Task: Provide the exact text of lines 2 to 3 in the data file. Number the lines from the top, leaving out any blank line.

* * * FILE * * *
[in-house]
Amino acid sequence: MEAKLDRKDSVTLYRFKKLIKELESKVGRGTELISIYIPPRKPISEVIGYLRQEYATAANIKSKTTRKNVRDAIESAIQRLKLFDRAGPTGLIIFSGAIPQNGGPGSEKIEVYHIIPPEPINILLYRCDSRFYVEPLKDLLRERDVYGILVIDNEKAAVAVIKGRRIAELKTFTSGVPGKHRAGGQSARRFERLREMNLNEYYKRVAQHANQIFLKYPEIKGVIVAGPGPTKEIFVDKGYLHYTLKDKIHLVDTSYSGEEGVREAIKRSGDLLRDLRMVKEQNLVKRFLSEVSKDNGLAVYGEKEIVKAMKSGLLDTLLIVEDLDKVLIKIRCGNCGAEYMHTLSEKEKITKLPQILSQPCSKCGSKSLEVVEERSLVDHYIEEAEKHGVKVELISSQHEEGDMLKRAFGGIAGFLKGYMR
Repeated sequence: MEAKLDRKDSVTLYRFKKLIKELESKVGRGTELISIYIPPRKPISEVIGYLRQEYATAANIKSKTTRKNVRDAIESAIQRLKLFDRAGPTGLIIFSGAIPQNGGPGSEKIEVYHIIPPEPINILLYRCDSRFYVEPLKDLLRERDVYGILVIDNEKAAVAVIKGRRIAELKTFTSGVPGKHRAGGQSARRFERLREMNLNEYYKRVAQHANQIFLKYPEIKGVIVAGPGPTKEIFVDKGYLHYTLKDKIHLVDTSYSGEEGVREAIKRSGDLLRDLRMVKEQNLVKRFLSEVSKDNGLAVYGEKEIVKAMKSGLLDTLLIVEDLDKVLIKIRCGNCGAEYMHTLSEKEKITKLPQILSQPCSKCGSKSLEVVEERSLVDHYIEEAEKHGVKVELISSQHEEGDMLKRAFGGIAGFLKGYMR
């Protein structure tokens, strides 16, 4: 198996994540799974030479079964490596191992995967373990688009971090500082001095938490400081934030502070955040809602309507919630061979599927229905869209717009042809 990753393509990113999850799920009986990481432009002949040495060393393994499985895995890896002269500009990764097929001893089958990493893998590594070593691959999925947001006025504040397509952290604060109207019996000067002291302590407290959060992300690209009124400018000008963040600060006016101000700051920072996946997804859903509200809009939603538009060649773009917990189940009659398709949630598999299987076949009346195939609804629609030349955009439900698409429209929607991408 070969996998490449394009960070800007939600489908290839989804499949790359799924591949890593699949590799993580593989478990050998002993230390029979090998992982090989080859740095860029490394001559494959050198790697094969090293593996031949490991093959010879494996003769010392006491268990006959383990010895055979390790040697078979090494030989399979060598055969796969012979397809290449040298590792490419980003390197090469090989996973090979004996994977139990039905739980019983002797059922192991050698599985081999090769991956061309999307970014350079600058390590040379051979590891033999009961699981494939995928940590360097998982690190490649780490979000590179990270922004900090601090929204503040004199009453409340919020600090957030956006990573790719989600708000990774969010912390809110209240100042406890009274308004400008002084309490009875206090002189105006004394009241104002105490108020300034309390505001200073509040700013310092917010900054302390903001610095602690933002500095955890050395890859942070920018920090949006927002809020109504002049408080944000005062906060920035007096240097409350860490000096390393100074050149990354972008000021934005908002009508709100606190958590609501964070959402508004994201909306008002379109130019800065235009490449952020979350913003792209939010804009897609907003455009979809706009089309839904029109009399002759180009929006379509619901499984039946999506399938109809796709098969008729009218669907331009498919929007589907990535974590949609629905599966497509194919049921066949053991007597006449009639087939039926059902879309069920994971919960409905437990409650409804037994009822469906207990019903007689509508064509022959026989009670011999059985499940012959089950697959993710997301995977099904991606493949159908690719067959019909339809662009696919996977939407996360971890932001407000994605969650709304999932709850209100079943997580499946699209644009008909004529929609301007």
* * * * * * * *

Amino acid sequence: MEAKLDRKDSVTLYRFKKLIKELESKVGRGTELISIYIPPRKPISEVIGYLRQEYATAANIKSKTTRKNVRDAIESAIQRLKLFDRAGPTGLIIFSGAIPQNGGPGSEKIEVYHIIPPEPINILLYRCDSRFYVEPLKDLLRERDVYGILVIDNEKAAVAVIKGRRIAELKTFTSGVPGKHRAGGQSARRFERLREMNLNEYYKRVAQHANQIFLKYPEIKGVIVAGPGPTKEIFVDKGYLHYTLKDKIHLVDTSYSGEEGVREAIKRSGDLLRDLRMVKEQNLVKRFLSEVSKDNGLAVYGEKEIVKAMKSGLLDTLLIVEDLDKVLIKIRCGNCGAEYMHTLSEKEKITKLPQILSQPCSKCGSKSLEVVEERSLVDHYIEEAEKHGVKVELISSQHEEGDMLKRAFGGIAGFLKGYMR
Repeated sequence: MEAKLDRKDSVTLYRFKKLIKELESKVGRGTELISIYIPPRKPISEVIGYLRQEYATAANIKSKTTRKNVRDAIESAIQRLKLFDRAGPTGLIIFSGAIPQNGGPGSEKIEVYHIIPPEPINILLYRCDSRFYVEPLKDLLRERDVYGILVIDNEKAAVAVIKGRRIAELKTFTSGVPGKHRAGGQSARRFERLREMNLNEYYKRVAQHANQIFLKYPEIKGVIVAGPGPTKEIFVDKGYLHYTLKDKIHLVDTSYSGEEGVREAIKRSGDLLRDLRMVKEQNLVKRFLSEVSKDNGLAVYGEKEIVKAMKSGLLDTLLIVEDLDKVLIKIRCGNCGAEYMHTLSEKEKITKLPQILSQPCSKCGSKSLEVVEERSLVDHYIEEAEKHGVKVELISSQHEEGDMLKRAFGGIAGFLKGYMR